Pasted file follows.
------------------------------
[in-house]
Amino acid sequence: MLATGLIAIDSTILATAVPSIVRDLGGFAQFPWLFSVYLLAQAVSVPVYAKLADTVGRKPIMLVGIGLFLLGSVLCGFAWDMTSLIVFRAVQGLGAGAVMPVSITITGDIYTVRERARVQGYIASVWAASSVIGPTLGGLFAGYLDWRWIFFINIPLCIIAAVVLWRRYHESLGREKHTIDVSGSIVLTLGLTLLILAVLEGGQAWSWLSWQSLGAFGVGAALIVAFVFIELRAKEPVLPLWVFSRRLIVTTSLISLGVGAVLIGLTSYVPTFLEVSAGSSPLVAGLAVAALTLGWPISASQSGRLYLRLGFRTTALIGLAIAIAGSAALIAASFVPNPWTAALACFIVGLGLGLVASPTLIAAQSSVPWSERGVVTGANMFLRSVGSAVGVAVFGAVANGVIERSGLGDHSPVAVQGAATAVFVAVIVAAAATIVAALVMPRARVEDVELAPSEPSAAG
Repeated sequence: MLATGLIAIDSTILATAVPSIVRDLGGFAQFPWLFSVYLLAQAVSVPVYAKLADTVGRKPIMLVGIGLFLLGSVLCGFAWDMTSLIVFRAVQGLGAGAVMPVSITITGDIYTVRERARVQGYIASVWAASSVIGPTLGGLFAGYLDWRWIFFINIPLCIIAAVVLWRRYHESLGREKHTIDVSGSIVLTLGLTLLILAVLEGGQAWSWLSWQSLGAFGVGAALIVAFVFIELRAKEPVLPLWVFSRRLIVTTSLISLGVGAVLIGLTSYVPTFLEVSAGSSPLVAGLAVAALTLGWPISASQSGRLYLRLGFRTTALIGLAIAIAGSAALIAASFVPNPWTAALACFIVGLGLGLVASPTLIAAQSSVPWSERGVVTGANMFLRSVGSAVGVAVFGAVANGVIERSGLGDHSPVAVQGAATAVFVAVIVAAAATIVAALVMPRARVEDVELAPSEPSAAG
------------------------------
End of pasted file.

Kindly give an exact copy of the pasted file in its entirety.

[in-house]
Amino acid sequence: MLATGLIAIDSTILATAVPSIVRDLGGFAQFPWLFSVYLLAQAVSVPVYAKLADTVGRKPIMLVGIGLFLLGSVLCGFAWDMTSLIVFRAVQGLGAGAVMPVSITITGDIYTVRERARVQGYIASVWAASSVIGPTLGGLFAGYLDWRWIFFINIPLCIIAAVVLWRRYHESLGREKHTIDVSGSIVLTLGLTLLILAVLEGGQAWSWLSWQSLGAFGVGAALIVAFVFIELRAKEPVLPLWVFSRRLIVTTSLISLGVGAVLIGLTSYVPTFLEVSAGSSPLVAGLAVAALTLGWPISASQSGRLYLRLGFRTTALIGLAIAIAGSAALIAASFVPNPWTAALACFIVGLGLGLVASPTLIAAQSSVPWSERGVVTGANMFLRSVGSAVGVAVFGAVANGVIERSGLGDHSPVAVQGAATAVFVAVIVAAAATIVAALVMPRARVEDVELAPSEPSAAG
Repeated sequence: MLATGLIAIDSTILATAVPSIVRDLGGFAQFPWLFSVYLLAQAVSVPVYAKLADTVGRKPIMLVGIGLFLLGSVLCGFAWDMTSLIVFRAVQGLGAGAVMPVSITITGDIYTVRERARVQGYIASVWAASSVIGPTLGGLFAGYLDWRWIFFINIPLCIIAAVVLWRRYHESLGREKHTIDVSGSIVLTLGLTLLILAVLEGGQAWSWLSWQSLGAFGVGAALIVAFVFIELRAKEPVLPLWVFSRRLIVTTSLISLGVGAVLIGLTSYVPTFLEVSAGSSPLVAGLAVAALTLGWPISASQSGRLYLRLGFRTTALIGLAIAIAGSAALIAASFVPNPWTAALACFIVGLGLGLVASPTLIAAQSSVPWSERGVVTGANMFLRSVGSAVGVAVFGAVANGVIERSGLGDHSPVAVQGAATAVFVAVIVAAAATIVAALVMPRARVEDVELAPSEPSAAG